Quick PSA:

Because this seems to come up all the time, just want to write down the reason why you should not put log encoded images into a floating point codec like openEXR .

The difference between floating point and integer based codecs is basically:

Integer saves data as “full values”, for 10bit that is 1024 different values per color channel. We can say that in this case data gets saved in a linear fashion. So if we save something thats logarithmically distributed into a integer format, we are distributing the bits more efficiently, in linear - HALF of all possible values are taken up by the last stop of light.

In most comp systems that work floating point under the hood, you can have values that are above the max value 1023 also reffered to as “1” as in “full” in regards to whatever bitdepth you are writing to, this can lead a clipped values, so logarithmic encoding squeezes all those linear input values back into 0-1 or 0-1023.

Floating point on the other hand is built very differently, data is not saved linearly but inherently logarithmic under the hood, the higher the values go, the less precise it is (you can read a bunch of papers on half vs float and how it work with mantissa bits and all that jazz… ill keep it simple here)

It can save values that go way beyond 1, as again its just like log encoding but smarter.

This can also give you funky issues , when you do a simulation in houdini and are too far away from origin, the precision of distance calculations goes down so much you get awful results.

So but what does this all mean for us?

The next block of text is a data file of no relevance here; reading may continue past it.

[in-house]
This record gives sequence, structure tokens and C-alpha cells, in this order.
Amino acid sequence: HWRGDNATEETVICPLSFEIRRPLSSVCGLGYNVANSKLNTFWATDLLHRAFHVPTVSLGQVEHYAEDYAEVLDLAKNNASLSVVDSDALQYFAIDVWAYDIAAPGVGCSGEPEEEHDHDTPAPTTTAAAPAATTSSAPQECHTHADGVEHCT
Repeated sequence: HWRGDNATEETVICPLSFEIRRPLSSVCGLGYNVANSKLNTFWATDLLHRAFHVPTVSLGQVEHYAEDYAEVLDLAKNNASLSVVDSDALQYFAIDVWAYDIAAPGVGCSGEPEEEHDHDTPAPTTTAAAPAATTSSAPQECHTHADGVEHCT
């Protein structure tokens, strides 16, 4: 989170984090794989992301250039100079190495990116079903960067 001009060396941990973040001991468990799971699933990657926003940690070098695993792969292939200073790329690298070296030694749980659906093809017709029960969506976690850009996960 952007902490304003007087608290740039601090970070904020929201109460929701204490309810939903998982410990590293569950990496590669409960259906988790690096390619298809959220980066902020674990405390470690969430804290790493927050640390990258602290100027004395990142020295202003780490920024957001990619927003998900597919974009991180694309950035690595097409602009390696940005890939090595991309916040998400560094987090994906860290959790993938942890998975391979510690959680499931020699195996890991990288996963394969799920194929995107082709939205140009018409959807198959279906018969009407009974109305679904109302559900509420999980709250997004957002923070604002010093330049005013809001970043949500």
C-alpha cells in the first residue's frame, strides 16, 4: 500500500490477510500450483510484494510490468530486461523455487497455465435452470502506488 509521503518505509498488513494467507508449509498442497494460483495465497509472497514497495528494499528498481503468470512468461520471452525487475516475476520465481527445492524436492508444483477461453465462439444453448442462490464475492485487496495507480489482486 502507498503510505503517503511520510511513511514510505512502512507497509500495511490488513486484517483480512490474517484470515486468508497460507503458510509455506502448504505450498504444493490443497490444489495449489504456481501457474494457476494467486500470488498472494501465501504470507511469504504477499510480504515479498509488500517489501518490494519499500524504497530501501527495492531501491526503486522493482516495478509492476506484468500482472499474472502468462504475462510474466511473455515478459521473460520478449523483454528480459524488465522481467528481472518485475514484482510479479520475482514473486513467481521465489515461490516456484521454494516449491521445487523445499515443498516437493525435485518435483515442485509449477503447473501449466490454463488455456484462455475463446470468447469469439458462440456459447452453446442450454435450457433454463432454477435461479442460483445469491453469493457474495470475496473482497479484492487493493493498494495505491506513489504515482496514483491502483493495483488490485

This means that saving Log (logC, acesCCT, slog3 or whatever) data in a EXR is a bad idea, 12bit integer has more precision when it comes to logarithmic data than a 16bit float EXR.

But where is the proof?

I made a 32bit floating point ramp from 0-55 , this matches the dynamic range of a arri alexa, I then converted that to logCv3(all in 32bit float domain) and rendered it out as 10/12/16bit integer and 16/32bit float.

I then heavily graded the ramp to exeggerate the banding on each:

Do try this yourself in your software of choice, i have done this exact thing in flame before as well, its the same thing.

I do believe that if you work with graded SDR material encoding stuff as EXRs is, while a bit dirty not the worst choice ever, espeically for a 10bit or even 8bit delivery, Personally id still linearlize the rec709 but thats just me and my opinion that for interoperability putting anything other than linear data into a EXR is bad practice.

10bit integer

12bit integer

16bit float

16bit integer

32bit float

Q: Ok cool, but whats the fix, if we want to have log data saved in a frame based format that offers losless compression?

A: Convert it to linear and then back on import